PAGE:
Flavor experts, mixologists and chefs at syrup producer Monin spend anywhere from 18-24 months working on a new syrup in the US, constantly tracking global trends. Darren Loscalzo, VP of innovation at Monin, cites his team’s dedication and on-the-ground work as reasons for their success in developing trendy flavors.
They spend their time researching what’s popular with consumers online and also hit the streets for ‘innovation trips.’ Through meetings with bartenders and mixologists and exploring the food and beverage scenes of different US cities, they are able to what might be the next big trend in flavors.
According to Loscalzo, using beer as an ingredient has gained popularity in cocktails and other recipes. The traditional beer concoctions like micheladas (a Mexican drink similar to a Bloody Mary) and beermosas (a mimosa made with beer instead of champagne) are more about mixing beer into an existing drink rather than utilizing it as an independent ingredient.
Mixologists are beginning to use micheladas and beermosas as a jumping off point for more in-depth beer cocktails. Beer adds “an additional flavor profile to a standard cocktail, [like] adding a sour beer or a wheat beer to give it a little bit of acid or take away some of the sweetness,” Loscalzo told BeverageDaily.
These elevated cocktails haven’t hit the mainstream yet, with more the more basic micheladas and beermosas dominating menus. But they are being explored at more high-end, niche establishments that may specialize in craft concoctions.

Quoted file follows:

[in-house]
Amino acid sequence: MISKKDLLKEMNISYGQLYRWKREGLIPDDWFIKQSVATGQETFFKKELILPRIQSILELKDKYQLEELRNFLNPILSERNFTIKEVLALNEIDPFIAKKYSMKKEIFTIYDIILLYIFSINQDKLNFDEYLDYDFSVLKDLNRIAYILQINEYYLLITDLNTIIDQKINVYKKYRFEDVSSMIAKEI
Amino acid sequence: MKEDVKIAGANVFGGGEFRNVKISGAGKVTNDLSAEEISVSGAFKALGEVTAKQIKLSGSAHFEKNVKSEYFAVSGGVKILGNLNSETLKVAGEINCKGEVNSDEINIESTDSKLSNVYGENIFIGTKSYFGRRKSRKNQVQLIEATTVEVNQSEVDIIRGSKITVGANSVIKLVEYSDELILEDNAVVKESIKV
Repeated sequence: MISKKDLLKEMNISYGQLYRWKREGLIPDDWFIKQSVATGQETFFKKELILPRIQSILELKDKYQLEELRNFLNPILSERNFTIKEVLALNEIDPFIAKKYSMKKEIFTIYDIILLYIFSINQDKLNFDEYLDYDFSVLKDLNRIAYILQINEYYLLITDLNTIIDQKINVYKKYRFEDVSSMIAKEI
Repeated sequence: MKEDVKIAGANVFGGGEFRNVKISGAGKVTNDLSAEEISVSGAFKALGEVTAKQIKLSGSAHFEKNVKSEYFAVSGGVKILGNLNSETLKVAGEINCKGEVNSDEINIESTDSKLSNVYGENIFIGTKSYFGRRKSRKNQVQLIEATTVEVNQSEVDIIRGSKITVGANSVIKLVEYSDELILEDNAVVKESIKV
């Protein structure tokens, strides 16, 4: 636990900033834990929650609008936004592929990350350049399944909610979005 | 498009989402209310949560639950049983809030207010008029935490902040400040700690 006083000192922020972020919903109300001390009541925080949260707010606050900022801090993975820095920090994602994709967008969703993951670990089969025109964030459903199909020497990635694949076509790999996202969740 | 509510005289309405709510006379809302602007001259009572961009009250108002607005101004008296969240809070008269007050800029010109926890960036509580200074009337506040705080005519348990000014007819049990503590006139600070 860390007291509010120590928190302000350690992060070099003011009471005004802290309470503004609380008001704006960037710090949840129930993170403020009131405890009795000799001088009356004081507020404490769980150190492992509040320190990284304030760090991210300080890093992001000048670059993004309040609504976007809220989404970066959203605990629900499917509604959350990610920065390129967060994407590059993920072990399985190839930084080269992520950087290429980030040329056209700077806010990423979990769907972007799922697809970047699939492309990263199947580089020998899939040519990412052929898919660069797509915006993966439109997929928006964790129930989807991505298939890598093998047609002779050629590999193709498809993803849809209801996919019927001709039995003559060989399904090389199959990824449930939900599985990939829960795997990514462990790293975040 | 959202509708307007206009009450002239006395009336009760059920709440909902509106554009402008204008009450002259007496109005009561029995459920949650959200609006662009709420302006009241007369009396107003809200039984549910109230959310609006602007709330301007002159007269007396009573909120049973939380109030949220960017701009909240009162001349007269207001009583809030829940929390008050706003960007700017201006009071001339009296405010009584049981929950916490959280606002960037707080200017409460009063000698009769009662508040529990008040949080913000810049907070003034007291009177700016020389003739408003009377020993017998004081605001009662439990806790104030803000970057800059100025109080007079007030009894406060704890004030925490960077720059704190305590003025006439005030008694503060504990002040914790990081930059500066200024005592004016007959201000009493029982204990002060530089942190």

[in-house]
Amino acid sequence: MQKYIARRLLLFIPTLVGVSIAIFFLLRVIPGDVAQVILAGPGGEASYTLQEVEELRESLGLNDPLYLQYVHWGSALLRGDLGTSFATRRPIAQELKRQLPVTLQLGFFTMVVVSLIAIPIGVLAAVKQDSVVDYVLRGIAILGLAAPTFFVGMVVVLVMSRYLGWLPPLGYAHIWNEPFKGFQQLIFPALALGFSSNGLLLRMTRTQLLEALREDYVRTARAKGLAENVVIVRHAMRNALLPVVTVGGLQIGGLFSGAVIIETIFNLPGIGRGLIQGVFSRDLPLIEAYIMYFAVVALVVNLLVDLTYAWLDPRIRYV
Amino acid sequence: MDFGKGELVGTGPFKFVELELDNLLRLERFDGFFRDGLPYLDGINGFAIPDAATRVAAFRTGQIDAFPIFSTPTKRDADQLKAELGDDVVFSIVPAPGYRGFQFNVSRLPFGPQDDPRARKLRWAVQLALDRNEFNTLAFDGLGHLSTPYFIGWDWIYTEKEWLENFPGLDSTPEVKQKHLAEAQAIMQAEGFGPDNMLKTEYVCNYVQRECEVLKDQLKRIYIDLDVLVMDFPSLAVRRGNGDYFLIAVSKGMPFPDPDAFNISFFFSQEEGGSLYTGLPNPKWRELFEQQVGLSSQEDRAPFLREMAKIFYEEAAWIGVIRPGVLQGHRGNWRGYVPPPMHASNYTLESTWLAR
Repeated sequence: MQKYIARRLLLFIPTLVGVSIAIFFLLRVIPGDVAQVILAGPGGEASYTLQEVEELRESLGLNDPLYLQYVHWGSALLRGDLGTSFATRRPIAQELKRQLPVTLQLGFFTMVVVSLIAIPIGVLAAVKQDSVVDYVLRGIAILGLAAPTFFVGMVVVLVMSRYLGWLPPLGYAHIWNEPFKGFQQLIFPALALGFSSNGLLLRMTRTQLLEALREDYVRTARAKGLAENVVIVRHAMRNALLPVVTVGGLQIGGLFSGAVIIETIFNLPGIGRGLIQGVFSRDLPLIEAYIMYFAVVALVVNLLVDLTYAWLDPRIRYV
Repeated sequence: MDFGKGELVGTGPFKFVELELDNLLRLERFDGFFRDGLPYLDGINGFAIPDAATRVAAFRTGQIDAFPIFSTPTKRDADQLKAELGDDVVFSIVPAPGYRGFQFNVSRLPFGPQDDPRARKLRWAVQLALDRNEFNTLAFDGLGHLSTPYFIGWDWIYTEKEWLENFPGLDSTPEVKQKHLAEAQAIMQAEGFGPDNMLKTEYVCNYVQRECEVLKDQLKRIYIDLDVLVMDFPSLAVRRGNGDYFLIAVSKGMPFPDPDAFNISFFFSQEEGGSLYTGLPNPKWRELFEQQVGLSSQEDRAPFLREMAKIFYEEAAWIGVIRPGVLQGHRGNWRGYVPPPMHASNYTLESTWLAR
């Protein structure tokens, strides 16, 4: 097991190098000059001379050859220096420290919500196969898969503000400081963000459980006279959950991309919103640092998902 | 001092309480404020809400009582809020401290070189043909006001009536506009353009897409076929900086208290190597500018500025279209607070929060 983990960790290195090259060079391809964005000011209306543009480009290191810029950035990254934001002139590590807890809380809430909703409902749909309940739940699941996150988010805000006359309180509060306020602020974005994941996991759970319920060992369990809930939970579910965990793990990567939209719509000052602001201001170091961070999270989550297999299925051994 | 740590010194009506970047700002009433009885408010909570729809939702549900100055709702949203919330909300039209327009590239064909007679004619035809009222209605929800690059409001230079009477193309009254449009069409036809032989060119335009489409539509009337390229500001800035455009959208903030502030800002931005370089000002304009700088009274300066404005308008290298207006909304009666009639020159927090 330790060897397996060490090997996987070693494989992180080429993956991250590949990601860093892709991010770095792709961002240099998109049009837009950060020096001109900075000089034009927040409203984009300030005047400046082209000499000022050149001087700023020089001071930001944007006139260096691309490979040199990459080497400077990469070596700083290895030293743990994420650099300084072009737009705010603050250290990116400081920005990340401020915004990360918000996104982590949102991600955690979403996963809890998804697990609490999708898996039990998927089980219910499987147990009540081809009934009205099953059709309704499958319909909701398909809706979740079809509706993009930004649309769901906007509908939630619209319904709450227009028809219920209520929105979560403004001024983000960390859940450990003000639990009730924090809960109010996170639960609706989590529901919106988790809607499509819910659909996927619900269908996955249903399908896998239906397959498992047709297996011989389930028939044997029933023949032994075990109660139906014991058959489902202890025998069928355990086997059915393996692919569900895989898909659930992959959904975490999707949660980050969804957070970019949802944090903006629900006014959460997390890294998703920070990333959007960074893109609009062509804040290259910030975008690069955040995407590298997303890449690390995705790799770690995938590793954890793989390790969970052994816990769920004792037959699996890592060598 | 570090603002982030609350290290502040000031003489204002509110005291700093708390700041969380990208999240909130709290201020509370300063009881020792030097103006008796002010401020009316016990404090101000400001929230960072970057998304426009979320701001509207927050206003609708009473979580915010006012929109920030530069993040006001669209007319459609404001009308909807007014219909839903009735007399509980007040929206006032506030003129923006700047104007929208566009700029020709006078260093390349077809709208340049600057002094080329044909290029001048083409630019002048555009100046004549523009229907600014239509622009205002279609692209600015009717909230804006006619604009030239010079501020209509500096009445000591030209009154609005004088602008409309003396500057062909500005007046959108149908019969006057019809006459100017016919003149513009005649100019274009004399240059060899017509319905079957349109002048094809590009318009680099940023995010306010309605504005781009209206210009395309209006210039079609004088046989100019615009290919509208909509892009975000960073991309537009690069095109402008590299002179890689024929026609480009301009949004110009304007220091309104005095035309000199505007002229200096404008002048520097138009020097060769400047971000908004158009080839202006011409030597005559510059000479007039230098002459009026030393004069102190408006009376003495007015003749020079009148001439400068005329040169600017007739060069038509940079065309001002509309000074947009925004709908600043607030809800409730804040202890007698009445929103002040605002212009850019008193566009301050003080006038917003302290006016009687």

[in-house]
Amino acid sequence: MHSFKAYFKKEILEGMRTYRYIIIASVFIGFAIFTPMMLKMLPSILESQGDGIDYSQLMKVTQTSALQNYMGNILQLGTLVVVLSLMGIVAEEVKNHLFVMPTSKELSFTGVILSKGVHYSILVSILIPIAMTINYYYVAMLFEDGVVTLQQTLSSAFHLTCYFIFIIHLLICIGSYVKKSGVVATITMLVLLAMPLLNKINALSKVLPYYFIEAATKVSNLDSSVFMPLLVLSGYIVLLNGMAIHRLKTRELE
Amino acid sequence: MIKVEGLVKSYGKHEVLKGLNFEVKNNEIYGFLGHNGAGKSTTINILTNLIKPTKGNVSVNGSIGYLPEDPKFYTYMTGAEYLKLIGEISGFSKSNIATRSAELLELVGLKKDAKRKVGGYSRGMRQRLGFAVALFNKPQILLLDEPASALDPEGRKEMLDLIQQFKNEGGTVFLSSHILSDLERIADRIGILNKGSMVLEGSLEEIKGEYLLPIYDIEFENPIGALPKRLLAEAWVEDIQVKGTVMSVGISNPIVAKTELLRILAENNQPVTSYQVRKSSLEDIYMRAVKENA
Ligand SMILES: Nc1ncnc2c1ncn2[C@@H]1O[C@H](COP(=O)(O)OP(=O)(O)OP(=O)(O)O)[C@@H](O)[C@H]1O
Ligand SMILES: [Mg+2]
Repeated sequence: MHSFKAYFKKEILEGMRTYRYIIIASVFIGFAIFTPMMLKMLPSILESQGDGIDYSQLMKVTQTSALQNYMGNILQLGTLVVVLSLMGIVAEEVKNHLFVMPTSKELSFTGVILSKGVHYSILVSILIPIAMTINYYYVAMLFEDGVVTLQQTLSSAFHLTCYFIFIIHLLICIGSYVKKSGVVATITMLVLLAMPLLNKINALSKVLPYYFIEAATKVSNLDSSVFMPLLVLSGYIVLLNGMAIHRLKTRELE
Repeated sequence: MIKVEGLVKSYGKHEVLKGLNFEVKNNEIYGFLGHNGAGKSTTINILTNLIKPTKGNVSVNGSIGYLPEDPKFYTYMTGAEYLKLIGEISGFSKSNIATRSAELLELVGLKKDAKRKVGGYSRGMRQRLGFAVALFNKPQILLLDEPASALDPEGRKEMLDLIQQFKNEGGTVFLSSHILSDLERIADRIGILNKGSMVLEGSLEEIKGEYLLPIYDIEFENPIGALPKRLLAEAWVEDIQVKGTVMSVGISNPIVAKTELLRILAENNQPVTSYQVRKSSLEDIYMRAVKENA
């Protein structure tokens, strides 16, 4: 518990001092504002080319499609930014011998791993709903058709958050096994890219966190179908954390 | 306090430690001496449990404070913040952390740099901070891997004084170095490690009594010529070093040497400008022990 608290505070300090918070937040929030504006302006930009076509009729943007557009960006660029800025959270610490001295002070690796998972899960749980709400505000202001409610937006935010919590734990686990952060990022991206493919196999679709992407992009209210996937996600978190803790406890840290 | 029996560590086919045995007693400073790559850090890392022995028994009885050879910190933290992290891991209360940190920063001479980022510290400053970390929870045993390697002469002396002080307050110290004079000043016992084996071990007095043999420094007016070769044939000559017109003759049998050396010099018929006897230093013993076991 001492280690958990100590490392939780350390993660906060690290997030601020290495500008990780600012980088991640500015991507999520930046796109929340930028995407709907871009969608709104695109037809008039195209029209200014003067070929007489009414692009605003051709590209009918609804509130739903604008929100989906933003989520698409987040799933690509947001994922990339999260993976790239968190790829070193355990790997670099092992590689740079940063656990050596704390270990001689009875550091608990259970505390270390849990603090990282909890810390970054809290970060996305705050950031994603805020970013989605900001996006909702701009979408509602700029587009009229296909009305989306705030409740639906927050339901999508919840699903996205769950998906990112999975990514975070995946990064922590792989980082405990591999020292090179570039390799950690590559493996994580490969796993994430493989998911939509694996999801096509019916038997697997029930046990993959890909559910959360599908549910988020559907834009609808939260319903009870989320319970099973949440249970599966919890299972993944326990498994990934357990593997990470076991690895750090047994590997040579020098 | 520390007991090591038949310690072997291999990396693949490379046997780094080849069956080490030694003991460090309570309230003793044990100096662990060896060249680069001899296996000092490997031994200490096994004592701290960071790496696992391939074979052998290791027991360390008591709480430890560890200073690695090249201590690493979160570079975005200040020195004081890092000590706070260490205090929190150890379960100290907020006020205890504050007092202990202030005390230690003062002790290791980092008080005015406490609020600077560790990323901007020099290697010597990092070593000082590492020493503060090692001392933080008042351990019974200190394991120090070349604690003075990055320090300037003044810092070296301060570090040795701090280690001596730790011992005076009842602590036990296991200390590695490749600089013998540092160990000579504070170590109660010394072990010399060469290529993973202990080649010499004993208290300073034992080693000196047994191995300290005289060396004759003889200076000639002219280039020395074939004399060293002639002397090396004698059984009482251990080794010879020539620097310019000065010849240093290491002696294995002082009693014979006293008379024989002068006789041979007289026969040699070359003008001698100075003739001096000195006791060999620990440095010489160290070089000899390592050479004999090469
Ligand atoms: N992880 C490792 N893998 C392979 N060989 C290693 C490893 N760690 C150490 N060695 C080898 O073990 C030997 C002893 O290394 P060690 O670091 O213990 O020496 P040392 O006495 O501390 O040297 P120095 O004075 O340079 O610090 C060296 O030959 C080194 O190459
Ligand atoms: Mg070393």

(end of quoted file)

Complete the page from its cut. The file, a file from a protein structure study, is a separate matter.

“I think if you look at mainstream America and standard restaurants, they probably have a category that has a beer cocktail. But it’s a very basic beer cocktail, beer and mixer. They’re not exploring it or using it as an ingredient,” Loscalzo said.
Monin also reports a more sour lineup of drinks may be on the horizon. Vinegar, sour beers and citrus flavors are all dominating development requests that the company receives.
Despite its sugar-based portfolio of syrups and purees, Monin is seeing an increasing number of customers keen to enhance the sourness or the bitterness of cocktails by adding more citrus to balance out the sweet and the sour.
Bright colors and low ABVs
A quick look at Instagram reveals that brightly-colored food and drinks are immensely popular on the platform, and Monin has taken notice. Vegetable purees are having a moment, marrying their aesthetically-pleasing hues with the health-conscious millennial trend.
Monin is developing carrot, beetroot and rhubarb purees for launch in the next few months, playing into the culinary-in-beverage sector.
“It gives amazing color that you don’t see in a lot of other fruits. If you look at red beet, it is a bright, vibrant color of red and the drink stands out. So we’re starting to see colors coming back, and those standout, lavish garnishes are still around,” Loscalzo said.
Keeping with the health-conscious movement, more young consumers are cutting back on alcohol and switching to drinks with a lower ABV or none at all. Monin is seeing an increase in interest in these ‘mocktails’ for those who want something more than a soft drink but less than a cocktail.
Loscalzo says the term is flexible, and can include drinks that use a lower-proof liquor with a smaller pour. Instead of focusing on the alcohol, the beverage highlights the botanical flavors within the cocktail.
Non-alcoholic spirits are also gaining momentum, like a ‘gin’ expanding from the UK to the US that “gives you all the botanicals and flavors of gin with no alcohol.” Loscalzo expects the mocktail trend to stick around for a while and continue growing.
“I think people are looking for a way to indulge and enjoy and not have the alcohol and the hangover. It allows them to still enjoy the night and their time,” he said.